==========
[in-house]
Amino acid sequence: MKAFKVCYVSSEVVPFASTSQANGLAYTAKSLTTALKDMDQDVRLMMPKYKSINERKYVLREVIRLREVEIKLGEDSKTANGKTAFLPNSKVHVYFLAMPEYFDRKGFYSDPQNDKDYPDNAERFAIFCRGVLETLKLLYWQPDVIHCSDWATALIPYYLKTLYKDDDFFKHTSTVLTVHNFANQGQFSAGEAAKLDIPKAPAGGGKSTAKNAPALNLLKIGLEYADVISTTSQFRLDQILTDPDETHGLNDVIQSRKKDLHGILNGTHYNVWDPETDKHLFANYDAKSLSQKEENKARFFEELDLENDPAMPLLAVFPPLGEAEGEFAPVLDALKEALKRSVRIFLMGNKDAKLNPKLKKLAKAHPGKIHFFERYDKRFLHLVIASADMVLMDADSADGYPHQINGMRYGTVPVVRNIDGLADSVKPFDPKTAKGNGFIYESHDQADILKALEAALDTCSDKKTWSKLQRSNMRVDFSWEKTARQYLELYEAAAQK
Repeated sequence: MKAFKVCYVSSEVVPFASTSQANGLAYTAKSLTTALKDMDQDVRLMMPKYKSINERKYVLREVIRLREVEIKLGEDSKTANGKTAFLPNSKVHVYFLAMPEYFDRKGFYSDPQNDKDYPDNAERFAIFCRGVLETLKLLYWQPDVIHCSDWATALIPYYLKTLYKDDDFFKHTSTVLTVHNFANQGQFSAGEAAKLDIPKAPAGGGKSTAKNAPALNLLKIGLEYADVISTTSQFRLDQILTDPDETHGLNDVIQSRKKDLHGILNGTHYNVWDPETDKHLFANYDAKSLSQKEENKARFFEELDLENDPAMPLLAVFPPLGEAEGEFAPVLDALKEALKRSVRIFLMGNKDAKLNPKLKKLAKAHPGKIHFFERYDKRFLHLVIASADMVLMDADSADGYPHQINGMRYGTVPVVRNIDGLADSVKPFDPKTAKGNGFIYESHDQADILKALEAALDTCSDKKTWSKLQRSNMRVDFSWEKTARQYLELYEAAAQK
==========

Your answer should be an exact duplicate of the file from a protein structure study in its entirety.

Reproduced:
[in-house]
Amino acid sequence: MKAFKVCYVSSEVVPFASTSQANGLAYTAKSLTTALKDMDQDVRLMMPKYKSINERKYVLREVIRLREVEIKLGEDSKTANGKTAFLPNSKVHVYFLAMPEYFDRKGFYSDPQNDKDYPDNAERFAIFCRGVLETLKLLYWQPDVIHCSDWATALIPYYLKTLYKDDDFFKHTSTVLTVHNFANQGQFSAGEAAKLDIPKAPAGGGKSTAKNAPALNLLKIGLEYADVISTTSQFRLDQILTDPDETHGLNDVIQSRKKDLHGILNGTHYNVWDPETDKHLFANYDAKSLSQKEENKARFFEELDLENDPAMPLLAVFPPLGEAEGEFAPVLDALKEALKRSVRIFLMGNKDAKLNPKLKKLAKAHPGKIHFFERYDKRFLHLVIASADMVLMDADSADGYPHQINGMRYGTVPVVRNIDGLADSVKPFDPKTAKGNGFIYESHDQADILKALEAALDTCSDKKTWSKLQRSNMRVDFSWEKTARQYLELYEAAAQK
Repeated sequence: MKAFKVCYVSSEVVPFASTSQANGLAYTAKSLTTALKDMDQDVRLMMPKYKSINERKYVLREVIRLREVEIKLGEDSKTANGKTAFLPNSKVHVYFLAMPEYFDRKGFYSDPQNDKDYPDNAERFAIFCRGVLETLKLLYWQPDVIHCSDWATALIPYYLKTLYKDDDFFKHTSTVLTVHNFANQGQFSAGEAAKLDIPKAPAGGGKSTAKNAPALNLLKIGLEYADVISTTSQFRLDQILTDPDETHGLNDVIQSRKKDLHGILNGTHYNVWDPETDKHLFANYDAKSLSQKEENKARFFEELDLENDPAMPLLAVFPPLGEAEGEFAPVLDALKEALKRSVRIFLMGNKDAKLNPKLKKLAKAHPGKIHFFERYDKRFLHLVIASADMVLMDADSADGYPHQINGMRYGTVPVVRNIDGLADSVKPFDPKTAKGNGFIYESHDQADILKALEAALDTCSDKKTWSKLQRSNMRVDFSWEKTARQYLELYEAAAQK